Top 3 Issues of Charlotte Lawns

  • Written by: Killingsworth Environmental
  • September 25, 2016

What Does Your Lawn Struggle With?

This summer has been a hot one in the Queen City. With the heat and lack of rain, the summer of 2016 has been especially hard on our yards. Nobody wants to go outside to do yard work when it’s hot enough to bake cookies on the back patio without an oven.

Throughout the summer, we have helped many customers with their lawns, and the three things our friends struggle with most are weeds, water levels, and disease.

Weeds, water, and disease, oh my!

Different seasons bring on different types of weeds. When fall comes and gives us lovely evenings outside, it also brings with it chickweed, henbit, bittercress, and deadnettle.

These are some of the bad guys that fill our yards each fall.

Here are a few tips on weeds:

The number one cause of weed problems we see in the fall is mowing your grass too short. Know the recommended height guidelines for your grass. In the summer, you should keep your grass a little higher, and in the fall, you should lower your lawn mower back to normal height.

For example, taking too much off the top of your fescue grass can cause crabgrass to grow, so keep it at around 2.5 inches.

Late summer and early fall are excellent times to get weeds under control. Winter annual weeds germinate in the late summer and early fall, and perennial weeds begin their food storage process in the fall. At this time, both types of weeds are ready to absorb just about anything, including weed killer.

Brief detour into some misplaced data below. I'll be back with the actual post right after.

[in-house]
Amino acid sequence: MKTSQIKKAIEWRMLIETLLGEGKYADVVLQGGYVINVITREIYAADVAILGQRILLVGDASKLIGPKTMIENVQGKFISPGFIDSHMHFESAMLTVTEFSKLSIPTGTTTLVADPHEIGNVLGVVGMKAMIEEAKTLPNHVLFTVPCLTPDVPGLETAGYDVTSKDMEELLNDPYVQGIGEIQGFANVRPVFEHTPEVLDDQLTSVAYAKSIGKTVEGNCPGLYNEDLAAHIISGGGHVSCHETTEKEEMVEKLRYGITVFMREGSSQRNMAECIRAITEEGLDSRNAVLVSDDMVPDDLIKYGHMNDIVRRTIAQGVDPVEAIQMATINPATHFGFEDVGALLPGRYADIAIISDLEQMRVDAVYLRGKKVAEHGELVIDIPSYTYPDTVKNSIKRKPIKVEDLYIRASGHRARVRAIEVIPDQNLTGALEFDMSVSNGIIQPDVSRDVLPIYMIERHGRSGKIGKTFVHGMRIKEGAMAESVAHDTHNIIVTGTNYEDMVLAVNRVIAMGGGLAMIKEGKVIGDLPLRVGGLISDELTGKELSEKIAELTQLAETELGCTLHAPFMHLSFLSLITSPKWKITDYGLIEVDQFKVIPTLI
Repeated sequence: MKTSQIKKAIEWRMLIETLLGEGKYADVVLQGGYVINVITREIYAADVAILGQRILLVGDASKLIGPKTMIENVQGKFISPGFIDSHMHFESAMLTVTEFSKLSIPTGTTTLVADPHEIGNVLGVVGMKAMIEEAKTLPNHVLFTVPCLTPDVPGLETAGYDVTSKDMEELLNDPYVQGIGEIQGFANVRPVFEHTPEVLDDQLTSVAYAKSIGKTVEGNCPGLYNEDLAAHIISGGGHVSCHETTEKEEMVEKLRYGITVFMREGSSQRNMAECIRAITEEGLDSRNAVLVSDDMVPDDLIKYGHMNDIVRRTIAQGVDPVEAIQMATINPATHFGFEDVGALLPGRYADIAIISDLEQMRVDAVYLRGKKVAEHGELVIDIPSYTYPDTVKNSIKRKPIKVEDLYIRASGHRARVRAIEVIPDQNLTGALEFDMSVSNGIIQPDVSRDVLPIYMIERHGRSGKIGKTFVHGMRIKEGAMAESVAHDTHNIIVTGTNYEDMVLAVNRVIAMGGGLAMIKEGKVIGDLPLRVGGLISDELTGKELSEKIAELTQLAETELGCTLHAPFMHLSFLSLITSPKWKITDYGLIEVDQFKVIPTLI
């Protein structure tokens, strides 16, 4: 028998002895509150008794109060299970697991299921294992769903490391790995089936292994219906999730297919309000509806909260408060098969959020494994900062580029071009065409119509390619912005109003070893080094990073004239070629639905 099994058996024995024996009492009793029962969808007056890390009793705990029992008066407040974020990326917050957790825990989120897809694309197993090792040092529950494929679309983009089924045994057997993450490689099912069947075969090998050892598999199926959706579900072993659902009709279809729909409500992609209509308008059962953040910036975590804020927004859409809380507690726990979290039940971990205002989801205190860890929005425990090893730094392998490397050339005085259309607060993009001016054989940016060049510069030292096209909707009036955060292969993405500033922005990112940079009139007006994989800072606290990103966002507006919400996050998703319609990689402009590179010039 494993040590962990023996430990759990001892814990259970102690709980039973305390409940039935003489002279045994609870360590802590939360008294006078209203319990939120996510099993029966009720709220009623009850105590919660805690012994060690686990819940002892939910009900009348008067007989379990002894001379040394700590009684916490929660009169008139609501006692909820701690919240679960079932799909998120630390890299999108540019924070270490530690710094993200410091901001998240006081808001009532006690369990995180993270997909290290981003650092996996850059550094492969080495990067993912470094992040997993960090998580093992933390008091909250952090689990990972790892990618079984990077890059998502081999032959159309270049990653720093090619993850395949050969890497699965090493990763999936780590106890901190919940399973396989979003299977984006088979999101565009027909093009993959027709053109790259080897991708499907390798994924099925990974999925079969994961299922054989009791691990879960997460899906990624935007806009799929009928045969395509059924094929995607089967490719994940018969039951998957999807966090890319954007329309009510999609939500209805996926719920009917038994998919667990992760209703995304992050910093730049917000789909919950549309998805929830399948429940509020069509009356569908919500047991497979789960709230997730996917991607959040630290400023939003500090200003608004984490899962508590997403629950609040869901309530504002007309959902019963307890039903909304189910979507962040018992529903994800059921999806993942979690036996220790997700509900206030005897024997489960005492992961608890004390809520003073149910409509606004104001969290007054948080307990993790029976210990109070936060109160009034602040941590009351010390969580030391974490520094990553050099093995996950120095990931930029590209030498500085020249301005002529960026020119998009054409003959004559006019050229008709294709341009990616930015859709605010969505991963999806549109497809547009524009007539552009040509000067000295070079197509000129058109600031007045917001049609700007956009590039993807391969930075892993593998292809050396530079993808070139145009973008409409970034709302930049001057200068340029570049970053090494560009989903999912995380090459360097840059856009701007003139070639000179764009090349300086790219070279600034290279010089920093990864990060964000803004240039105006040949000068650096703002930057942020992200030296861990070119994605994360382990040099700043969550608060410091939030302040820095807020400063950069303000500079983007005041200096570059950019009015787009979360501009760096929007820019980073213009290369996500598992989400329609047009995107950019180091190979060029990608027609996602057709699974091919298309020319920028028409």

Treating both types of weeds in the fall will set you up for a thick and lush lawn for the entire year.

So, what’s lawn disease, and how do I avoid it?

Lawn disease is an abnormal condition that kills your grass. This condition is caused by fungi, and can spread when a lot of moisture is present – like when you overwater your lawn.

If you have ever seen patches of grass that are a different color, look shriveled, or maybe you see lesions on blades of grass, you have a lawn fungus problem.

Too much water, over or under fertilization, and cool and warm temperatures can contribute to lawn disease.

Avoiding lawn disease just means being precise when you water your lawn and when you fertilize it, as well as not mowing too low and being careful with herbicide use.

Quick note: damage to your lawn doesn’t mean you have a fungus problem, so be sure to properly diagnose it before you treat your lawn for a problem you may not have.

Our lawn care team offers free onsite visits and lawn evaluations that can help you out with your lawn!

Hmm, did I water my lawn too much this summer?

Maybe. It was hot this summer, and since it didn’t rain a lot, we needed to water our lawns quite a bit this year.

But it’s important to remember more isn’t always better. Overwatering can create disease for your beautiful, green lawn. And underwatering your lawn can accelerate weed growth.

If you see mushrooms growing in your yard, or notice thin grass with a reddish orange color, you may have overwatered your grass. Also, certain weeds love an overwatered lawn, so if you see weeds sprouting up like crazy, and you are certain you are not under-watering, dial back on the water a bit.

Bring on the fall, pumpkins, s’mores, and bonfires! Yes, set up the fire pit, and get as many things pumpkin-flavored as you can.

While you do that, we’d love to help you with your lawn. When we come out to look at your lawn, there really is no obligation and no inspection cost. Check out our lawn care services and schedule a service today!

If you’re ready to tackle your own lawn, download our free Killingsworth Workbook: Lawn Care Tips, Tricks and Checklists for a step by step guide to year-round lawn care.

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